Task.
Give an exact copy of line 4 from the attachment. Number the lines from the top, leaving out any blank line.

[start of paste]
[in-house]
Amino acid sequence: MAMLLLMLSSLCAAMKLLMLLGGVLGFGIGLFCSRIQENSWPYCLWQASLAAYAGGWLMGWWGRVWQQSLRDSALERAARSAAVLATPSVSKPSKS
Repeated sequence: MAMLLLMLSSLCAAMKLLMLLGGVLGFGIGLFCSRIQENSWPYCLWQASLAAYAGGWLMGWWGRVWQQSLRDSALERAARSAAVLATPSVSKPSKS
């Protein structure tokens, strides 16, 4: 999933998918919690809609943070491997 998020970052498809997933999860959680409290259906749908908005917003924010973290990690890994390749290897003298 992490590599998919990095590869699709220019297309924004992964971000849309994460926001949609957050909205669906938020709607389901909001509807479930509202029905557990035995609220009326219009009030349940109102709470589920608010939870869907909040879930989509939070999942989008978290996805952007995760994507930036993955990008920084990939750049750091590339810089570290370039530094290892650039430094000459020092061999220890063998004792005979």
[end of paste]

């Protein structure tokens, strides 16, 4: 999933998918919690809609943070491997 998020970052498809997933999860959680409290259906749908908005917003924010973290990690890994390749290897003298 992490590599998919990095590869699709220019297309924004992964971000849309994460926001949609957050909205669906938020709607389901909001509807479930509202029905557990035995609220009326219009009030349940109102709470589920608010939870869907909040879930989509939070999942989008978290996805952007995760994507930036993955990008920084990939750049750091590339810089570290370039530094290892650039430094000459020092061999220890063998004792005979």